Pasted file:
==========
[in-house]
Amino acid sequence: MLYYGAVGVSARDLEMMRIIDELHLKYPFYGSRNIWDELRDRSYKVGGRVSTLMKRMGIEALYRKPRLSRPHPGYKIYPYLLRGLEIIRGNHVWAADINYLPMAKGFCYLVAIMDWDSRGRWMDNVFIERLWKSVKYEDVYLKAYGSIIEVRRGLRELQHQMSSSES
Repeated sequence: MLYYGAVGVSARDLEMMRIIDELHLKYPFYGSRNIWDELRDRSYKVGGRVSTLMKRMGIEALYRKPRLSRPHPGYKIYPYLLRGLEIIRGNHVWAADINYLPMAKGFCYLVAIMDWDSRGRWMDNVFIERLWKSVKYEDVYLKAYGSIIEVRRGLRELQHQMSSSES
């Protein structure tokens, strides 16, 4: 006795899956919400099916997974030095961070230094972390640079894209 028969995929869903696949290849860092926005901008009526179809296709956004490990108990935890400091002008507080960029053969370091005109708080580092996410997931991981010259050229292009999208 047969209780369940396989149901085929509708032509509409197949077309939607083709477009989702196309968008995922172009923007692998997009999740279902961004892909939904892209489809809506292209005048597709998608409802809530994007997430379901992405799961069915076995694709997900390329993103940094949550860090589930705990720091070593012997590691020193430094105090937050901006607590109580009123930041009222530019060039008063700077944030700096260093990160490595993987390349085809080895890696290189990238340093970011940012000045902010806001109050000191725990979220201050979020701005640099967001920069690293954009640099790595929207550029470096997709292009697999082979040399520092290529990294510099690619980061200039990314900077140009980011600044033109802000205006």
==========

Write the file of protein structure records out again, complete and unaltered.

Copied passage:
[in-house]
Amino acid sequence: MLYYGAVGVSARDLEMMRIIDELHLKYPFYGSRNIWDELRDRSYKVGGRVSTLMKRMGIEALYRKPRLSRPHPGYKIYPYLLRGLEIIRGNHVWAADINYLPMAKGFCYLVAIMDWDSRGRWMDNVFIERLWKSVKYEDVYLKAYGSIIEVRRGLRELQHQMSSSES
Repeated sequence: MLYYGAVGVSARDLEMMRIIDELHLKYPFYGSRNIWDELRDRSYKVGGRVSTLMKRMGIEALYRKPRLSRPHPGYKIYPYLLRGLEIIRGNHVWAADINYLPMAKGFCYLVAIMDWDSRGRWMDNVFIERLWKSVKYEDVYLKAYGSIIEVRRGLRELQHQMSSSES
């Protein structure tokens, strides 16, 4: 006795899956919400099916997974030095961070230094972390640079894209 028969995929869903696949290849860092926005901008009526179809296709956004490990108990935890400091002008507080960029053969370091005109708080580092996410997931991981010259050229292009999208 047969209780369940396989149901085929509708032509509409197949077309939607083709477009989702196309968008995922172009923007692998997009999740279902961004892909939904892209489809809506292209005048597709998608409802809530994007997430379901992405799961069915076995694709997900390329993103940094949550860090589930705990720091070593012997590691020193430094105090937050901006607590109580009123930041009222530019060039008063700077944030700096260093990160490595993987390349085809080895890696290189990238340093970011940012000045902010806001109050000191725990979220201050979020701005640099967001920069690293954009640099790595929207550029470096997709292009697999082979040399520092290529990294510099690619980061200039990314900077140009980011600044033109802000205006």